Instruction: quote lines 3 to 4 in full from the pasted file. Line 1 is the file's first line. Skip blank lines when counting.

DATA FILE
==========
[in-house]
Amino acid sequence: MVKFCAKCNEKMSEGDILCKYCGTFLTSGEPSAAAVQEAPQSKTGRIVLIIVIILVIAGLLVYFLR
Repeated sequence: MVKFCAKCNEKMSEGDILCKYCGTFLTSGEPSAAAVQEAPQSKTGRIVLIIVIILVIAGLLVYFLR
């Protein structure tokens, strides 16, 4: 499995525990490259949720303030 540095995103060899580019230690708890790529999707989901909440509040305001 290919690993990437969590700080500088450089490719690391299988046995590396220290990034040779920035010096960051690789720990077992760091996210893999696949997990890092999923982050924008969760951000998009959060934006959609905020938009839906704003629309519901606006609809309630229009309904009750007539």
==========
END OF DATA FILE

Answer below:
Repeated sequence: MVKFCAKCNEKMSEGDILCKYCGTFLTSGEPSAAAVQEAPQSKTGRIVLIIVIILVIAGLLVYFLR
């Protein structure tokens, strides 16, 4: 499995525990490259949720303030 540095995103060899580019230690708890790529999707989901909440509040305001 290919690993990437969590700080500088450089490719690391299988046995590396220290990034040779920035010096960051690789720990077992760091996210893999696949997990890092999923982050924008969760951000998009959060934006959609905020938009839906704003629309519901606006609809309630229009309904009750007539």